If one cannot afford to pay because of a poor financial situation, then talk to the hospitaleros and let them know before you sleep there you cannot pay. Ask if you can provide a service to them to compensate for your inability to pay. Should they agree and allow you to work, work as hard as you can, be honorable in your efforts, and go beyond their request if at all possible. In doing so, you bless those that assist you and you bless yourself for gaining a greater understanding of being pure in spirit.

I must agree with Annette and go further, this is not something to be emulated by others. It is sad when one walks the Camino with these objectives because of the harm they cause others and the harm they cause their own soul.

I know that may sound sanctimonious and I apologize in advance, but this is not acceptable. A donativo is not a place where you pay nothing or the least you can pay, but it is a place where we should pay what we can afford i.e. if we can pay 20 euros a night, do so for no other reason than to assist other pilgrims who cannot pay much or those freeloaders who abuse them.

Michael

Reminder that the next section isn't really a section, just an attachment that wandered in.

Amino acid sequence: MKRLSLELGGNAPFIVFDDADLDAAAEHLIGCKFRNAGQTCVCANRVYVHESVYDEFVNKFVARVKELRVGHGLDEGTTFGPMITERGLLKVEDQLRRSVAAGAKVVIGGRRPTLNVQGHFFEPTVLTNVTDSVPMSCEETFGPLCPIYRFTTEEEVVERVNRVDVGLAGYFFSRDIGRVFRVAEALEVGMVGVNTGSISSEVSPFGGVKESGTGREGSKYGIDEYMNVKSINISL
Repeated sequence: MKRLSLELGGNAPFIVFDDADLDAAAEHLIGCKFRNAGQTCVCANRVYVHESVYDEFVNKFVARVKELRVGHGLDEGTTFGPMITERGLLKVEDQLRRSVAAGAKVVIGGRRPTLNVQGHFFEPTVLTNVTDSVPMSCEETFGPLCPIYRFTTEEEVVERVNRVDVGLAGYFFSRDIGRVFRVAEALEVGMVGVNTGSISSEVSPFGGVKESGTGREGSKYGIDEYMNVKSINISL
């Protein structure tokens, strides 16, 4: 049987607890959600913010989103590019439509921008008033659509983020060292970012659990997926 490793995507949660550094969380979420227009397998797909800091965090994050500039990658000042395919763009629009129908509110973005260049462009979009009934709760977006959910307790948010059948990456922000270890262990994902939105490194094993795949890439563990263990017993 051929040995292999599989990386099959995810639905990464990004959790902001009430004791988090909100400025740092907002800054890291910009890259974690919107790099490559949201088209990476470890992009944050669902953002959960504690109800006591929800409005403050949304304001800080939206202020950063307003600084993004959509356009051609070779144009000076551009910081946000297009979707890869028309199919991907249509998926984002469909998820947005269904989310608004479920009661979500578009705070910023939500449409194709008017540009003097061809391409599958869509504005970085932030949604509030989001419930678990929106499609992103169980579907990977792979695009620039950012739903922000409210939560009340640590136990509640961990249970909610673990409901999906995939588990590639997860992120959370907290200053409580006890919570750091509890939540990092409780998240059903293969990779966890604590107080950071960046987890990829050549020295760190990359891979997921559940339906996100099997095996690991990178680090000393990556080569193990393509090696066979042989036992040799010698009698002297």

sillydoll

Veteran Member
Year of past OR future Camino
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I agree with Annie and Michael,
There is a difference. I tried to explain this to a pilgrim who thought that donativo meant free.
I asked him:
"Who do you think will pay for the water you use, and the electricity you use or the rental on the building, cleaning materials to scrub the toilets after you have been to them, or the floors after you have walked on them? Who pays to have the sheets on your bed washed?"
If every pilgrim gives a small donation the albergues can keep offering a bed to pilgrims. If you encourage other pilgrims to stay for free, there won't be any donativo albergues in future.
DONATIVO = donation.
GRATIS = Free.
There is a difference. This is not 'real' camino - it is 'cheap' camino.
 

skilsaw

Veteran Member
Two quick thoughts.

1) Spain has a high forest fire hazard in the summer.
I hope you were extremely careful with your "oven" and didn't light any campfires.

2) The fellowship of pilgrims has been a very important aspect of my caminos.
Sharing a meal and wine with strangers on the same journey each day is wonderful.
It culminates in the Cathedral in Santiago when you greet each other and say "We did it!"